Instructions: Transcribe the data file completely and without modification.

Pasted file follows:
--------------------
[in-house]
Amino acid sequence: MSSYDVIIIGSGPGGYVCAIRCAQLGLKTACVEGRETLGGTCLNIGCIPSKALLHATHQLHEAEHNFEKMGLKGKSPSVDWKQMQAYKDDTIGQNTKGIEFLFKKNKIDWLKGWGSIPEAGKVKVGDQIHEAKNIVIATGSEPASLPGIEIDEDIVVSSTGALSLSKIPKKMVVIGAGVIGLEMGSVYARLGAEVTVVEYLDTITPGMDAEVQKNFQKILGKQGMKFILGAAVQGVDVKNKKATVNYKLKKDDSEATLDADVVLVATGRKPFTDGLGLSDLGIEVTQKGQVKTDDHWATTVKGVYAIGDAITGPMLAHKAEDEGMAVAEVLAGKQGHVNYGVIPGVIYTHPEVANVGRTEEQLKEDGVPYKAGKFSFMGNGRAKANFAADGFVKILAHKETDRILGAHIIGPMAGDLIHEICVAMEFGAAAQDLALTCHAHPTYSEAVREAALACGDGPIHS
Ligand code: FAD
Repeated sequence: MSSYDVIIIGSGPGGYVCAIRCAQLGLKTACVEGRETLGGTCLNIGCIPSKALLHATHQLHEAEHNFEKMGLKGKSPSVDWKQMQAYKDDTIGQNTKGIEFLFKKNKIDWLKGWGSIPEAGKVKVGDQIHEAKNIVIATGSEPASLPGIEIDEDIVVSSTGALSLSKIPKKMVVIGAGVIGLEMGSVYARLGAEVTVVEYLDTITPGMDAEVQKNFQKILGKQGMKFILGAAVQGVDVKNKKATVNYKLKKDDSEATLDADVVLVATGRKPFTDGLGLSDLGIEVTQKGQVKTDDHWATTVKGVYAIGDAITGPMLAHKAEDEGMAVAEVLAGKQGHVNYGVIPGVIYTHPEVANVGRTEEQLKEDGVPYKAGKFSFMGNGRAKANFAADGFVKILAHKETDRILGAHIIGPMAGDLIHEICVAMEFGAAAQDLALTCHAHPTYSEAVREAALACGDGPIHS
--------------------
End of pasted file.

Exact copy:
[in-house]
Amino acid sequence: MSSYDVIIIGSGPGGYVCAIRCAQLGLKTACVEGRETLGGTCLNIGCIPSKALLHATHQLHEAEHNFEKMGLKGKSPSVDWKQMQAYKDDTIGQNTKGIEFLFKKNKIDWLKGWGSIPEAGKVKVGDQIHEAKNIVIATGSEPASLPGIEIDEDIVVSSTGALSLSKIPKKMVVIGAGVIGLEMGSVYARLGAEVTVVEYLDTITPGMDAEVQKNFQKILGKQGMKFILGAAVQGVDVKNKKATVNYKLKKDDSEATLDADVVLVATGRKPFTDGLGLSDLGIEVTQKGQVKTDDHWATTVKGVYAIGDAITGPMLAHKAEDEGMAVAEVLAGKQGHVNYGVIPGVIYTHPEVANVGRTEEQLKEDGVPYKAGKFSFMGNGRAKANFAADGFVKILAHKETDRILGAHIIGPMAGDLIHEICVAMEFGAAAQDLALTCHAHPTYSEAVREAALACGDGPIHS
Ligand code: FAD
Repeated sequence: MSSYDVIIIGSGPGGYVCAIRCAQLGLKTACVEGRETLGGTCLNIGCIPSKALLHATHQLHEAEHNFEKMGLKGKSPSVDWKQMQAYKDDTIGQNTKGIEFLFKKNKIDWLKGWGSIPEAGKVKVGDQIHEAKNIVIATGSEPASLPGIEIDEDIVVSSTGALSLSKIPKKMVVIGAGVIGLEMGSVYARLGAEVTVVEYLDTITPGMDAEVQKNFQKILGKQGMKFILGAAVQGVDVKNKKATVNYKLKKDDSEATLDADVVLVATGRKPFTDGLGLSDLGIEVTQKGQVKTDDHWATTVKGVYAIGDAITGPMLAHKAEDEGMAVAEVLAGKQGHVNYGVIPGVIYTHPEVANVGRTEEQLKEDGVPYKAGKFSFMGNGRAKANFAADGFVKILAHKETDRILGAHIIGPMAGDLIHEICVAMEFGAAAQDLALTCHAHPTYSEAVREAALACGDGPIHS